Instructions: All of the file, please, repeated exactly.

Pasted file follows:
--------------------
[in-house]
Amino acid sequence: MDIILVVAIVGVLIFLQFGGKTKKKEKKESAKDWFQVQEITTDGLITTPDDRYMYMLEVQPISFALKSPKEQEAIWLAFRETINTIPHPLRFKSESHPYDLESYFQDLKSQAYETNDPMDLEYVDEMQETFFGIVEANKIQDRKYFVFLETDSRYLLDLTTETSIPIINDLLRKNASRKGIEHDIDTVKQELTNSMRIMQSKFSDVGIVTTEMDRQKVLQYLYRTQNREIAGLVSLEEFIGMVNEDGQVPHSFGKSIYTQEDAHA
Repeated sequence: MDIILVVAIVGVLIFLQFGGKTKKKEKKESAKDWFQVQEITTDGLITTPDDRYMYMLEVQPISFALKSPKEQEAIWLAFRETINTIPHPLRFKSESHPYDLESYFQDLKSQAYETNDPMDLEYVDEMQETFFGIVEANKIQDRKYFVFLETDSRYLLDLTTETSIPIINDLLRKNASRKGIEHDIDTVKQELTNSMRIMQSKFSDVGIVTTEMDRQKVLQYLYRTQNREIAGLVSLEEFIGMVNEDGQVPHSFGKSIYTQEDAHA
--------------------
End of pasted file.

[in-house]
Amino acid sequence: MDIILVVAIVGVLIFLQFGGKTKKKEKKESAKDWFQVQEITTDGLITTPDDRYMYMLEVQPISFALKSPKEQEAIWLAFRETINTIPHPLRFKSESHPYDLESYFQDLKSQAYETNDPMDLEYVDEMQETFFGIVEANKIQDRKYFVFLETDSRYLLDLTTETSIPIINDLLRKNASRKGIEHDIDTVKQELTNSMRIMQSKFSDVGIVTTEMDRQKVLQYLYRTQNREIAGLVSLEEFIGMVNEDGQVPHSFGKSIYTQEDAHA
Repeated sequence: MDIILVVAIVGVLIFLQFGGKTKKKEKKESAKDWFQVQEITTDGLITTPDDRYMYMLEVQPISFALKSPKEQEAIWLAFRETINTIPHPLRFKSESHPYDLESYFQDLKSQAYETNDPMDLEYVDEMQETFFGIVEANKIQDRKYFVFLETDSRYLLDLTTETSIPIINDLLRKNASRKGIEHDIDTVKQELTNSMRIMQSKFSDVGIVTTEMDRQKVLQYLYRTQNREIAGLVSLEEFIGMVNEDGQVPHSFGKSIYTQEDAHA